Former Next Generation Speaker Jennifer Smith from Walmart testified recently before the Senate Agriculture committee on WIC and EBT. Never shy about the company's position on EBT, Ms. Smith's comments included a request that Congress mandate development of one set of operating standards for WIC EBT. She also suggested that lawmakers consider making the WIC program interoperable in the same way the SNAP program is. This would be not only a technical change along the order that the program has never seen, but it would be a cultural change for the many agencies that administer WIC. And it would come on the footsteps of the new WIC food package and other administrative changes that right now have their hands full.
Perhaps the "ask" Walmart made at the hearing was for the Congress to mandate adoption of WIC EBT. This would force Congress to supply the funding that would finally end the use of checks and vouchers in the system.
There is no doubt that operating standards are necessary to propel WIC EBT into its next generation, much in the same way that the April 2002 food stamp operating regulations transformed EBT from experimental science to the sole method of benefit distribution (although it took 12 years) in the U.S.
But going to Congress with such a concept may fall into the "be careful what you ask for" category. While Congress may grant Walmart's wish, it may do so in a way that ties the hands of the executive agency (USDA) and saddles the EBT community with a set of regulations that are so proscriptive as to make development more difficult than it has to be. For an example, Google "digital TV converter," and see how a constraining law made a relatively simple task more difficult.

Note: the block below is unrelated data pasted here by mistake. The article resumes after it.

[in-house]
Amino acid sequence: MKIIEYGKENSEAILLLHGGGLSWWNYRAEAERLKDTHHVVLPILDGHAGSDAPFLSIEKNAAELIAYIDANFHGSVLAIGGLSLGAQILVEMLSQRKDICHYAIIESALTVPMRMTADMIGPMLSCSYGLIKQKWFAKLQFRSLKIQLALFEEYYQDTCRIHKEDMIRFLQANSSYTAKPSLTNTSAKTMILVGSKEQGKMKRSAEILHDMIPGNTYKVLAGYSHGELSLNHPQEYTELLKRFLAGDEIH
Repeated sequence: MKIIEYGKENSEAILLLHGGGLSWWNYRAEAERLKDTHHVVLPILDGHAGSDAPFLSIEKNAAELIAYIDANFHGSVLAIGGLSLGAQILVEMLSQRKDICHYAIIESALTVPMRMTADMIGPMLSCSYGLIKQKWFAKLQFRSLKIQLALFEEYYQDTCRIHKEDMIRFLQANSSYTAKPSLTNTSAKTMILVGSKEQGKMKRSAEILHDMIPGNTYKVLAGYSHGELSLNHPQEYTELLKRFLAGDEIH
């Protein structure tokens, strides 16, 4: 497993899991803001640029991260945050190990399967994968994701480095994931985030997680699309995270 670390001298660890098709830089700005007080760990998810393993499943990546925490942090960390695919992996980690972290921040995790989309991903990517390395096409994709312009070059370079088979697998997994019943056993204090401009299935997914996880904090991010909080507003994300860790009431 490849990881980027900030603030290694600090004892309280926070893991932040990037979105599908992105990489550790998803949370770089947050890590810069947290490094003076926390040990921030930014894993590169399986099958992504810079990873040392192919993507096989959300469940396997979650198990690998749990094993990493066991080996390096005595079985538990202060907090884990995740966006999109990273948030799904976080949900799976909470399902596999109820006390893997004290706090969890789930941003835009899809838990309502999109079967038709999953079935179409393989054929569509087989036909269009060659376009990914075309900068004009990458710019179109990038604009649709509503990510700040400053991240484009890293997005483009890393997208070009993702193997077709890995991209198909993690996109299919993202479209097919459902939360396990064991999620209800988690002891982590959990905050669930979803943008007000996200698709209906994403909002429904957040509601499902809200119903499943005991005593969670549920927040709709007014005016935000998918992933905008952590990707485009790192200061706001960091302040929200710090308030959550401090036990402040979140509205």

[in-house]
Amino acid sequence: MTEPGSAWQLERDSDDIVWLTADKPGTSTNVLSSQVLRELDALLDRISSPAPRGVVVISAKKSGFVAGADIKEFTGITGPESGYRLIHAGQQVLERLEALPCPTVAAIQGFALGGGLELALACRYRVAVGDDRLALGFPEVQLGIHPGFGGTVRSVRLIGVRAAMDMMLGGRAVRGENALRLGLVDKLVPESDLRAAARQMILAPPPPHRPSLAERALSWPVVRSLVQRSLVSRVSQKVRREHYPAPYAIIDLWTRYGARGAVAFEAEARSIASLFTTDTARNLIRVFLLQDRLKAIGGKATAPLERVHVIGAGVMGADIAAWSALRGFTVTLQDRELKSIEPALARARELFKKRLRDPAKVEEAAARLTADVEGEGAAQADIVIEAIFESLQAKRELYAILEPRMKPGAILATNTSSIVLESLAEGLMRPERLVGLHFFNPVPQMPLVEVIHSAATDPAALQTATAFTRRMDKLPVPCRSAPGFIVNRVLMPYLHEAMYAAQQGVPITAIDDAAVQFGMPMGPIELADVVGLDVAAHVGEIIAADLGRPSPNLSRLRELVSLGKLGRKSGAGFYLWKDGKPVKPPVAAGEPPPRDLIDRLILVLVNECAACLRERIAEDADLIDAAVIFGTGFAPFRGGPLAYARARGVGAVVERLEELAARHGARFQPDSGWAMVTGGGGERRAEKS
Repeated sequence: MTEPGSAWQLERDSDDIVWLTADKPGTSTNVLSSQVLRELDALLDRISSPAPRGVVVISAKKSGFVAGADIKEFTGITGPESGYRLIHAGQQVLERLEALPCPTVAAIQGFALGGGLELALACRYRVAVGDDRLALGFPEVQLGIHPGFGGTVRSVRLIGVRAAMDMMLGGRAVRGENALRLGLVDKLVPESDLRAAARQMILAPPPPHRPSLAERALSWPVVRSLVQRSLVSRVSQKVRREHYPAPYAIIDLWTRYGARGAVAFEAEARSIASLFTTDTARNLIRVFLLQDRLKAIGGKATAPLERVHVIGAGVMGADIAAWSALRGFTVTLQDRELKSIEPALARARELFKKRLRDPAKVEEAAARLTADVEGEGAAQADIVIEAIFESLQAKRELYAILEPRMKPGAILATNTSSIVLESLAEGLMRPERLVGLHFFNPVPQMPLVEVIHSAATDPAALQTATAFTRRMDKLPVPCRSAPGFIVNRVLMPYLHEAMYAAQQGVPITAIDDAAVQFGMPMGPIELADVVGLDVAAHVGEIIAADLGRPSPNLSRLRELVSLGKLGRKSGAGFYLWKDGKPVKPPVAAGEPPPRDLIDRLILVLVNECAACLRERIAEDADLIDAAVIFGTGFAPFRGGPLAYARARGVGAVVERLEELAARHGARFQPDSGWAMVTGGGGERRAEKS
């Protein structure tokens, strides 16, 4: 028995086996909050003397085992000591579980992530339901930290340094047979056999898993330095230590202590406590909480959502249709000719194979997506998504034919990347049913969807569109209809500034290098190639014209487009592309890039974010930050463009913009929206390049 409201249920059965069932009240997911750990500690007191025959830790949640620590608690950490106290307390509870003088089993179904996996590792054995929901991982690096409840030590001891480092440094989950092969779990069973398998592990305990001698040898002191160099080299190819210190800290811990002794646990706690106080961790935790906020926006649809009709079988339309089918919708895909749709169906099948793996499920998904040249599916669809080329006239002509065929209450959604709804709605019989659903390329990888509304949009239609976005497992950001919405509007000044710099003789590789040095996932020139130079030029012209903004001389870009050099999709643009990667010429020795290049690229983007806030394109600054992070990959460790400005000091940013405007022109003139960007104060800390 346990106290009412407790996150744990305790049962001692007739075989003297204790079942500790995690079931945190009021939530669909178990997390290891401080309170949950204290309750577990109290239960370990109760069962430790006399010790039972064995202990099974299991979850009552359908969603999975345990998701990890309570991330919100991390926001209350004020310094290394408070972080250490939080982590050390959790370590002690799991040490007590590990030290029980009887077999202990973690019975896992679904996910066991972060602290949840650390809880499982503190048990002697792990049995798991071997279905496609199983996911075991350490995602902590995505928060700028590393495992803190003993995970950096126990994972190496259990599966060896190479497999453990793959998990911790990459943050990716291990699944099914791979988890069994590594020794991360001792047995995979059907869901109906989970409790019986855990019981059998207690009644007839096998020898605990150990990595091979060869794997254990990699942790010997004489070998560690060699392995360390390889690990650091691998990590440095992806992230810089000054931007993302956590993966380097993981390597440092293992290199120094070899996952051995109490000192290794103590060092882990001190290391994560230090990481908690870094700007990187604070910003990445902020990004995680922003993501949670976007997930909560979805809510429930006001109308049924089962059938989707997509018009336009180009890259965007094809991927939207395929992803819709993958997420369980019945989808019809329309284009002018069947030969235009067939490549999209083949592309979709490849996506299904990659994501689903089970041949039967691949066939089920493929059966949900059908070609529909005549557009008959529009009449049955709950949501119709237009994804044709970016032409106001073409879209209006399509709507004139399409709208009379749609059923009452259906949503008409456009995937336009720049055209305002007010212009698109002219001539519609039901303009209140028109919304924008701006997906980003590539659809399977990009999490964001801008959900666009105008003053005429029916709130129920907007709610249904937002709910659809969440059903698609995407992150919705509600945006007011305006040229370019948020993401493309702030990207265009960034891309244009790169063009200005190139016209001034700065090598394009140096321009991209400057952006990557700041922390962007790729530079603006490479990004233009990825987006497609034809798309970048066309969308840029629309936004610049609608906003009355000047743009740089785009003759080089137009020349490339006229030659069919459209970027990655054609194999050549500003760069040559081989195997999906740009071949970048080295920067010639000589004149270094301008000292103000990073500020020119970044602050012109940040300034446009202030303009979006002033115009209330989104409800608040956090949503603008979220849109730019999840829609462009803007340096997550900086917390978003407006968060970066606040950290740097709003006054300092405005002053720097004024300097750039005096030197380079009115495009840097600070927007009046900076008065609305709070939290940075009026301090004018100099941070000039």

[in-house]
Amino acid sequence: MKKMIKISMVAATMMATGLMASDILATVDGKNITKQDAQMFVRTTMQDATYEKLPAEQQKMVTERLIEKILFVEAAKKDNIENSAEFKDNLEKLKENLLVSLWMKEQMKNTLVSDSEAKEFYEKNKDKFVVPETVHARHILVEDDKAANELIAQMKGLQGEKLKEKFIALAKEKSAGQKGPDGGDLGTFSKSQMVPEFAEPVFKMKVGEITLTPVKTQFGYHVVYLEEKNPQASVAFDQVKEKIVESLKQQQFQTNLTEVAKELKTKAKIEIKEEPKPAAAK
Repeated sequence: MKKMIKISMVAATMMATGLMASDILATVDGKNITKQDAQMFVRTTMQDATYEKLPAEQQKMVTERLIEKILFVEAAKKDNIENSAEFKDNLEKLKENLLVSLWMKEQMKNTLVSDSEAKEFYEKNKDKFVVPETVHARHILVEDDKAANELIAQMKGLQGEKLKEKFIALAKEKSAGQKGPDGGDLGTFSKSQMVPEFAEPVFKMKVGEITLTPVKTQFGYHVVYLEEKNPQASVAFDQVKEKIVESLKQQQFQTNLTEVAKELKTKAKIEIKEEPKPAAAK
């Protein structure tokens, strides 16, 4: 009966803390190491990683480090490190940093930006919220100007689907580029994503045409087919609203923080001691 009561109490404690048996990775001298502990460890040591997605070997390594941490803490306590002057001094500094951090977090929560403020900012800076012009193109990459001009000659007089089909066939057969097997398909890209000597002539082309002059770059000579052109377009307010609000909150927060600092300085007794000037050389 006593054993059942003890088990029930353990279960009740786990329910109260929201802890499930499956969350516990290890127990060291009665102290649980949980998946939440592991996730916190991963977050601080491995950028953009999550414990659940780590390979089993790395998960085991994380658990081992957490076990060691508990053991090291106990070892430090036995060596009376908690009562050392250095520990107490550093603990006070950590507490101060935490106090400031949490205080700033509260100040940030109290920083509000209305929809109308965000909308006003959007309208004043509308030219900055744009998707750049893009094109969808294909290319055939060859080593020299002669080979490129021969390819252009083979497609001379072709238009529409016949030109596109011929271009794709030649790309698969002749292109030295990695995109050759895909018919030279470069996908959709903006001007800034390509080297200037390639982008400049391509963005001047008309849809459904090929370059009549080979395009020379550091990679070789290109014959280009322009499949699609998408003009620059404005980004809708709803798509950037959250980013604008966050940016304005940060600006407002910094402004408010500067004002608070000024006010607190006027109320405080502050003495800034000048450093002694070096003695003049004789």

And mandating conversion to WIC EBT may be nirvana for EBT processors and consultants. But is it realistic given the lack of technology resources of most WIC agencies? There certainly are a good number of states that can take on that challenge in 2010 and 2011; however, there are many more that are underfunded, overworked, and would be, frankly, overwhelmed if told to just go out and "git 'er done."
The EBT community, the states, the federal agency and the private sector, have all worked on these issues methodically for many years before Walmart became a player in WIC EBT. It has been slow, frustrating work. But imposing mandates on unprepared states may not be the best way to accelerate the process. The EBT community could find itself no longer driving the train, but being dragged behind it.